Marine and estuarine mollusk reefs are faunal based natural communities typically characterized as expansive concentrations of sessile mollusks occurring in intertidal and subtidal zones to a depth of 40 feet. In Florida, the most developed mollusk reefs are generally restricted to estuarine areas and are dominated by the Eastern oyster. Mollusk reefs that are exposed during low tides are frequented by a multitude of shorebirds, wading birds, raccoons and other vertebrates. One of the United States' largest wintering populations of American oystercatchers is situated in the heart of the Cedar Keys. The success of this rookery can be attributed to the oyster reefs located here, which are an excellent and tremendously important food source.

In the Big Bend region, research has shown a 66 percent net loss of oyster bar area between 1982 and 2011. This rapid loss is very likely due to a departure from historical norms, and stems from multiple factors. Extended periods of high salinity are likely stressors of oyster populations, particularly on offshore bars, to the extent that the physical structure of bars are affected by both mortality of older oysters, and the loss of significant recruitment. Once the structure of bars is weakened, bars became less resilient to wave action, particularly during storm events. Evidence suggest that the primary mechanism is reduced survival and recruitment as a result of decreased freshwater inputs, thus causing existing bars to be vulnerable to wave action and sea level rise; once bar substrate becomes unconsolidated, the breakdown of the bar may not be reversible.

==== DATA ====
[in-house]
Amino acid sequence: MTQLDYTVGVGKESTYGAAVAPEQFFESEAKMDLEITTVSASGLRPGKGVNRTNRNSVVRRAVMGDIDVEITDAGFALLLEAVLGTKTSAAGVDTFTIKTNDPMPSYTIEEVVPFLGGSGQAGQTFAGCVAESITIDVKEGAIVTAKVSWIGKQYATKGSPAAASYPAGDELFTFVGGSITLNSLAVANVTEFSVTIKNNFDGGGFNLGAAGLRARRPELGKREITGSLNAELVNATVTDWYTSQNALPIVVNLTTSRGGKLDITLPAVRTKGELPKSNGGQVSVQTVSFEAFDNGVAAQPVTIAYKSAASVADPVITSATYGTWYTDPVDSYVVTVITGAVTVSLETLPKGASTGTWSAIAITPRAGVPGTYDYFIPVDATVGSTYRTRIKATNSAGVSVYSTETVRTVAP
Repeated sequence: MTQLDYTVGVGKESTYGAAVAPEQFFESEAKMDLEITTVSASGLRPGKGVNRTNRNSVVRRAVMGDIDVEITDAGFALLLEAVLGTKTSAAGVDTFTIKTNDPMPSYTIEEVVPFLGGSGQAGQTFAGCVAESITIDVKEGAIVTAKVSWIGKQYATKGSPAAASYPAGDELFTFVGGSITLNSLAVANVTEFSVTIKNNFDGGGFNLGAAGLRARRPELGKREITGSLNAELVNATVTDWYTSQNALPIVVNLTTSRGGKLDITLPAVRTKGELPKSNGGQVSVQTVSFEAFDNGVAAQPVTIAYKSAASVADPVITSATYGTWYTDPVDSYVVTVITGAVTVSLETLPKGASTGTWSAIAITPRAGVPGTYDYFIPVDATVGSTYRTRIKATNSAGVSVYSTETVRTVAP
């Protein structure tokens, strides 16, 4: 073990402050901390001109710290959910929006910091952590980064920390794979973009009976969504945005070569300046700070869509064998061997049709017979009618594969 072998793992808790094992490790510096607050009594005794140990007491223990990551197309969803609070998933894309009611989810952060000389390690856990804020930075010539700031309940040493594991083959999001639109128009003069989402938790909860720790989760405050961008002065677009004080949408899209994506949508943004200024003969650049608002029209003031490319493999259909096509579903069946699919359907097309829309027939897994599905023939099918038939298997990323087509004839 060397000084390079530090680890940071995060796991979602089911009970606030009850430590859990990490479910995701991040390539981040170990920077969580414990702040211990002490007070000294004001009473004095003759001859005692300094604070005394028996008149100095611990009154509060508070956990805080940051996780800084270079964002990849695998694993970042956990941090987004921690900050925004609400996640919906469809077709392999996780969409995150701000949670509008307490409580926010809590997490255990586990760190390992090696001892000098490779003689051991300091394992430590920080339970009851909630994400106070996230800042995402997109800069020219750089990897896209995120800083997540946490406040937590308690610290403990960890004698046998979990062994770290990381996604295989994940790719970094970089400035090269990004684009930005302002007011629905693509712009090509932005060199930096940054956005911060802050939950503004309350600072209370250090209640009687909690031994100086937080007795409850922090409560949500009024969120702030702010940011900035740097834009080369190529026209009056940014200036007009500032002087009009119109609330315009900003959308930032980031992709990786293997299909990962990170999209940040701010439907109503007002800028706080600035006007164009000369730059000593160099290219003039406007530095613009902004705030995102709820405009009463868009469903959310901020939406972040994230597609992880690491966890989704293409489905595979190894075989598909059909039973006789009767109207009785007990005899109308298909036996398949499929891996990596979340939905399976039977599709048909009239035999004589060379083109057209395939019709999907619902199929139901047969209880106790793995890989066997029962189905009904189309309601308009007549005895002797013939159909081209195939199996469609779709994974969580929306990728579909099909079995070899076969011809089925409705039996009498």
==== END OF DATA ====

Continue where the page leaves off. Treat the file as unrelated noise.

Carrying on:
Oystercatchers on oyster bar

Oystercatchers loafing on an oyster bar.

Octocoral Bed

Marine and estuarine octocoral beds are soft faunal based natural communities characterized as large populations of sessile invertebrates of the Class Anthozoa, Subclass Octocorallia, Orders Gorgonacea and Pennatulacea. The dominant animal species are soft corals such as gorgonians, sea fans, sea feathers and sea plumes, sea fingers, sea pansies, sea rods, and sea whips.